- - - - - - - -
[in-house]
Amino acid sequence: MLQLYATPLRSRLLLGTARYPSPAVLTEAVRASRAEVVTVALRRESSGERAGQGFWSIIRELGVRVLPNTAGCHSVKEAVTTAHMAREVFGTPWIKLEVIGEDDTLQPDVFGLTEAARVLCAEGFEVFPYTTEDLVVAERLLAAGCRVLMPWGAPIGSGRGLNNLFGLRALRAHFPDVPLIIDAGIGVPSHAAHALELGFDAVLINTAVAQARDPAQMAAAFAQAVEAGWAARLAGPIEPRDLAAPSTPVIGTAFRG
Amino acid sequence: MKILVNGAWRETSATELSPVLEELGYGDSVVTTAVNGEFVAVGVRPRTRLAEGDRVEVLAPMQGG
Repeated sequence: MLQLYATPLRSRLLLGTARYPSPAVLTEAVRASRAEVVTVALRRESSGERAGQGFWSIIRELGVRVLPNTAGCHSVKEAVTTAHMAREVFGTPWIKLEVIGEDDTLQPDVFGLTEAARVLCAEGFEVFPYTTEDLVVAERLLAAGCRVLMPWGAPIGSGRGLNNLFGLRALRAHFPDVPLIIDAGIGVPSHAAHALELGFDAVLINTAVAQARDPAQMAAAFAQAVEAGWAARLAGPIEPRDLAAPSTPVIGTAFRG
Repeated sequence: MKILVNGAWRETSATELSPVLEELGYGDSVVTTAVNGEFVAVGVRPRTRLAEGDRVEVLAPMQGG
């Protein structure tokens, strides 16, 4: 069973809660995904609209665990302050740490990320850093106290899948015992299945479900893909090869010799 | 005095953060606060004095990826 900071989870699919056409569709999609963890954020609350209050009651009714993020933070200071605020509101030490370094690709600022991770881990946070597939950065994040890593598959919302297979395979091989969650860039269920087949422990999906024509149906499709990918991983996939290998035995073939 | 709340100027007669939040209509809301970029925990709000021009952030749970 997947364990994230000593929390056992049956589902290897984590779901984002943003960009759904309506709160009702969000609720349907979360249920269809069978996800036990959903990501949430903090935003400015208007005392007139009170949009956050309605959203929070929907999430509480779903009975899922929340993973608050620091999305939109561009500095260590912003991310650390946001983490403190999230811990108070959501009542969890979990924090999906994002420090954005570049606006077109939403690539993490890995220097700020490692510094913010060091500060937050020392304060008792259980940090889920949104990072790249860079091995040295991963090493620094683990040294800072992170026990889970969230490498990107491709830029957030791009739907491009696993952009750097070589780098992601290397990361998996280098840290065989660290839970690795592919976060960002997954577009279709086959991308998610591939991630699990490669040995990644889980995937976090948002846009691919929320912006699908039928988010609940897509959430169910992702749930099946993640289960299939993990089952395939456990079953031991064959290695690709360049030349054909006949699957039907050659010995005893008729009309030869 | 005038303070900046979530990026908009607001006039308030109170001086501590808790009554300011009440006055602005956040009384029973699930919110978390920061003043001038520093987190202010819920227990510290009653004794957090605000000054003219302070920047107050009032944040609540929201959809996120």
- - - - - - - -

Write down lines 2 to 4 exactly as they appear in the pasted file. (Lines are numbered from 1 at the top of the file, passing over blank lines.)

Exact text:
Amino acid sequence: MLQLYATPLRSRLLLGTARYPSPAVLTEAVRASRAEVVTVALRRESSGERAGQGFWSIIRELGVRVLPNTAGCHSVKEAVTTAHMAREVFGTPWIKLEVIGEDDTLQPDVFGLTEAARVLCAEGFEVFPYTTEDLVVAERLLAAGCRVLMPWGAPIGSGRGLNNLFGLRALRAHFPDVPLIIDAGIGVPSHAAHALELGFDAVLINTAVAQARDPAQMAAAFAQAVEAGWAARLAGPIEPRDLAAPSTPVIGTAFRG
Amino acid sequence: MKILVNGAWRETSATELSPVLEELGYGDSVVTTAVNGEFVAVGVRPRTRLAEGDRVEVLAPMQGG
Repeated sequence: MLQLYATPLRSRLLLGTARYPSPAVLTEAVRASRAEVVTVALRRESSGERAGQGFWSIIRELGVRVLPNTAGCHSVKEAVTTAHMAREVFGTPWIKLEVIGEDDTLQPDVFGLTEAARVLCAEGFEVFPYTTEDLVVAERLLAAGCRVLMPWGAPIGSGRGLNNLFGLRALRAHFPDVPLIIDAGIGVPSHAAHALELGFDAVLINTAVAQARDPAQMAAAFAQAVEAGWAARLAGPIEPRDLAAPSTPVIGTAFRG